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Happe RP, Gambelli L. Infant formula. Elsevier Ltd.; 2015.

has been cited by the following article:


The Maillard Reaction in Powdered Infant Formula

1Department of Food Science, Universidade Estadual de Campinas, Campinas - SP, Brazil

2Department of Food Technology, Universidade Federal de Viçosa, Viçosa - MG, Brazil

3Department of Pharmaceutical Sciences, Universidade Federal de Juiz de Fora, Juiz de Fora - MG, Brazil

Journal of Food and Nutrition Research. 2019, Vol. 7 No. 1, 33-40
DOI: 10.12691/jfnr-7-1-5
Copyright © 2019 Science and Education Publishing

Cite this paper:
Lauane Nunes, Evandro Martins, Ítalo Tuler Perrone, Antônio Fernandes de Carvalho. The Maillard Reaction in Powdered Infant Formula. Journal of Food and Nutrition Research. 2019; 7(1):33-40. doi: 10.12691/jfnr-7-1-5.

Correspondence to: Evandro  Martins, Department of Food Technology, Universidade Federal de Viçosa, Viçosa - MG, Brazil. Email:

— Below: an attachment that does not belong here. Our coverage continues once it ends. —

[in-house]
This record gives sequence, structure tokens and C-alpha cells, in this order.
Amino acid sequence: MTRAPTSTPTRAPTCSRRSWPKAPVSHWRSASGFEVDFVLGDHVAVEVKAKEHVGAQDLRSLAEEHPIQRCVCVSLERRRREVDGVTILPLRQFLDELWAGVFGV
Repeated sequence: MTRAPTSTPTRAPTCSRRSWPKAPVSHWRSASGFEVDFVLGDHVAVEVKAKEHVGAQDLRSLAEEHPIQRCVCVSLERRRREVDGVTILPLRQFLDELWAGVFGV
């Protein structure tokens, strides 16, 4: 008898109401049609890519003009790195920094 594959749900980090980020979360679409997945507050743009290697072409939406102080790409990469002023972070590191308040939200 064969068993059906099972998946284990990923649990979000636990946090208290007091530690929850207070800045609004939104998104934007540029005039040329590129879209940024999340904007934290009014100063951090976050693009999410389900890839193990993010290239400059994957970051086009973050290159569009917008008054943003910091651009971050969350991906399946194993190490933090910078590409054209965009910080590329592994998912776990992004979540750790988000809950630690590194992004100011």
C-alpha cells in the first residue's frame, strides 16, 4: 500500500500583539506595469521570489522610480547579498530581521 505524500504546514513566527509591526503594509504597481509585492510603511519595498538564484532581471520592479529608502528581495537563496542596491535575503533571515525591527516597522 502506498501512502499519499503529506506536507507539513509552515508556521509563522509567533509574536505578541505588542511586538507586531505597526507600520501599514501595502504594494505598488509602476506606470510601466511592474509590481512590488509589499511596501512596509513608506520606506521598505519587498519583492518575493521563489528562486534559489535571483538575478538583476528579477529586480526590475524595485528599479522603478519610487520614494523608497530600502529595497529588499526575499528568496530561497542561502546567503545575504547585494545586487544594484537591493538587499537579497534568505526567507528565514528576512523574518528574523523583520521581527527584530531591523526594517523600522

Powdered infant formulas are manufactured by dissolving dried ingredients in water or skimmed milk, which is then followed by pasteurization, homogenization, concentration in a vacuum evaporator and drying in spray dryer. Due to this large number of thermal processes, the formulas are subject to a series of reactions that can negatively impact their quality, among them the Maillard reaction. It is the result of chemical reactions between a carbonyl group of the reducing sugar and a free amino group of the protein or amino acid. During prolonged heating or storage of the powdered infant formula, a wide variety of reactive compounds are formed, which can then polymerize with protein residues and form dark pigments or melanoidins. The Maillard reaction is affected by several factors including pH, temperature, water activity, type of reducing sugar and presence of metals. It can result in numerous consequences, such as: an unavailability of amino acids, solubility loss, increase the allergenicity of certain proteins, and even impediment of mineral absorption. Much research is still needed to understand the consequences of the Maillard reaction in powdered infant formulas in order to find solutions that provide foods with high nutritional properties and are safe for the consumer.